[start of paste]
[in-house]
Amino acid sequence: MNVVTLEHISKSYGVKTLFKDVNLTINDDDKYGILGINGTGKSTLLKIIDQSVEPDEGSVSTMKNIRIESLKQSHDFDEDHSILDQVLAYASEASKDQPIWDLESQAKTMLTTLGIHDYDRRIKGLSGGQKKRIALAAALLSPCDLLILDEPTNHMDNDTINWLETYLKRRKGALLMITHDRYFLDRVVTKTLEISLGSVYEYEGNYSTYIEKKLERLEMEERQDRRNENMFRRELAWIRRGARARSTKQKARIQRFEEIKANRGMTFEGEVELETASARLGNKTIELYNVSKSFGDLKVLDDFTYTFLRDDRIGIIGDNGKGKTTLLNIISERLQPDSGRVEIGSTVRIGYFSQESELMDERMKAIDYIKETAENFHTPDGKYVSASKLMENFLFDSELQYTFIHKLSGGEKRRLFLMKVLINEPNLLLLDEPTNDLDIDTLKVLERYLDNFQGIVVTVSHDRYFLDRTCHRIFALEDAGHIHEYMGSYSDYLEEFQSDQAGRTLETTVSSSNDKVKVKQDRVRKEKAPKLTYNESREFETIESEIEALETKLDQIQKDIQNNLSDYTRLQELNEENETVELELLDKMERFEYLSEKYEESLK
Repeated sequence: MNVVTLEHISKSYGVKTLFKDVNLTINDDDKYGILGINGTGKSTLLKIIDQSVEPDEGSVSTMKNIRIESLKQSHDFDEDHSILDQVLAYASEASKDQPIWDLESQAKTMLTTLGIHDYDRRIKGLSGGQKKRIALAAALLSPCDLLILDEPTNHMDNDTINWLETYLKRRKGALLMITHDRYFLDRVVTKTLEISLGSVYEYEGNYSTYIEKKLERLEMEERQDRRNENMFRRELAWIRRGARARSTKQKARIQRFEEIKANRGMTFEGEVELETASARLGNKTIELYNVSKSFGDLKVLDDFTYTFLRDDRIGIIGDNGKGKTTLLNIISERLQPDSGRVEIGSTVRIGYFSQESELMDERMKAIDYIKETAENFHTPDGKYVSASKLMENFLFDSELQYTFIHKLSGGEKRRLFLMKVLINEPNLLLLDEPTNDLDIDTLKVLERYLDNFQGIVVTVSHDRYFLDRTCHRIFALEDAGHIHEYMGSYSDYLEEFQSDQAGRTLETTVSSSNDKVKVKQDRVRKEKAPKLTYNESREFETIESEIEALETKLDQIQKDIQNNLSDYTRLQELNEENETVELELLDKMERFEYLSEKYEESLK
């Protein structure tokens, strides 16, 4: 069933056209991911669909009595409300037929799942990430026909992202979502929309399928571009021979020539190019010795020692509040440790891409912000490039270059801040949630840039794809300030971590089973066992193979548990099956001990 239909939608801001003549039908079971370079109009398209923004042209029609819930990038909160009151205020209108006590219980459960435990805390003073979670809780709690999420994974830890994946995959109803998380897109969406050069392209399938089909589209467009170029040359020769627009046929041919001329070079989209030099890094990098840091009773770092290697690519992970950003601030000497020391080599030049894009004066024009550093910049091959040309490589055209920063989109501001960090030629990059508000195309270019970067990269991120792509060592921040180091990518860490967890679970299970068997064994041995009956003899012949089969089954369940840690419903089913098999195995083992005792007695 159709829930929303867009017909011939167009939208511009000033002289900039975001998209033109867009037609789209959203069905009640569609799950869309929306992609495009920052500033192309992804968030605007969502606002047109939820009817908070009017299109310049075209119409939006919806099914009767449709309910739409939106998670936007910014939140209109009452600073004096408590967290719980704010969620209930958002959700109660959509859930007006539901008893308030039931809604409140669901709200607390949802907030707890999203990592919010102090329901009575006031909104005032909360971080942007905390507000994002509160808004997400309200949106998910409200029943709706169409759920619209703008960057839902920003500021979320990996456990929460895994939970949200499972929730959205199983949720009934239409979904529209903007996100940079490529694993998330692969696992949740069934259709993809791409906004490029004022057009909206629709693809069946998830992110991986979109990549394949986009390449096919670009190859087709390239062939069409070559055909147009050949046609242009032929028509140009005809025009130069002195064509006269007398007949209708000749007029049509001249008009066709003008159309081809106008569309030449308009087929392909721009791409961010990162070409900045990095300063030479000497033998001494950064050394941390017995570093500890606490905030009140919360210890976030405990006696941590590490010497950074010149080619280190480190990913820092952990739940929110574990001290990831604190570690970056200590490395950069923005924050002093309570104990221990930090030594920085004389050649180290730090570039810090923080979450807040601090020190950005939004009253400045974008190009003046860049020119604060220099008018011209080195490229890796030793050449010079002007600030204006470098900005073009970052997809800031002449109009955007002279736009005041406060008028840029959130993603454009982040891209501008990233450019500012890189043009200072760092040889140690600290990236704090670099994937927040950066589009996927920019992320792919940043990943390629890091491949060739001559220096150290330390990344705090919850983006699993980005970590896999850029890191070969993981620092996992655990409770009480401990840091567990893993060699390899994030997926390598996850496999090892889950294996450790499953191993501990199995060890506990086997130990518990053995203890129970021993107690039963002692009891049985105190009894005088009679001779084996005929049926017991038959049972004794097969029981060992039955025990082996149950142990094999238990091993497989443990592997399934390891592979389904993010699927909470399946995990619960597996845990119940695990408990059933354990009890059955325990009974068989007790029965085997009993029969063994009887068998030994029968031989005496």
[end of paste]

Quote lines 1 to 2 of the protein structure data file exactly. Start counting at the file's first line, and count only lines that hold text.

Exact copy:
[in-house]
Amino acid sequence: MNVVTLEHISKSYGVKTLFKDVNLTINDDDKYGILGINGTGKSTLLKIIDQSVEPDEGSVSTMKNIRIESLKQSHDFDEDHSILDQVLAYASEASKDQPIWDLESQAKTMLTTLGIHDYDRRIKGLSGGQKKRIALAAALLSPCDLLILDEPTNHMDNDTINWLETYLKRRKGALLMITHDRYFLDRVVTKTLEISLGSVYEYEGNYSTYIEKKLERLEMEERQDRRNENMFRRELAWIRRGARARSTKQKARIQRFEEIKANRGMTFEGEVELETASARLGNKTIELYNVSKSFGDLKVLDDFTYTFLRDDRIGIIGDNGKGKTTLLNIISERLQPDSGRVEIGSTVRIGYFSQESELMDERMKAIDYIKETAENFHTPDGKYVSASKLMENFLFDSELQYTFIHKLSGGEKRRLFLMKVLINEPNLLLLDEPTNDLDIDTLKVLERYLDNFQGIVVTVSHDRYFLDRTCHRIFALEDAGHIHEYMGSYSDYLEEFQSDQAGRTLETTVSSSNDKVKVKQDRVRKEKAPKLTYNESREFETIESEIEALETKLDQIQKDIQNNLSDYTRLQELNEENETVELELLDKMERFEYLSEKYEESLK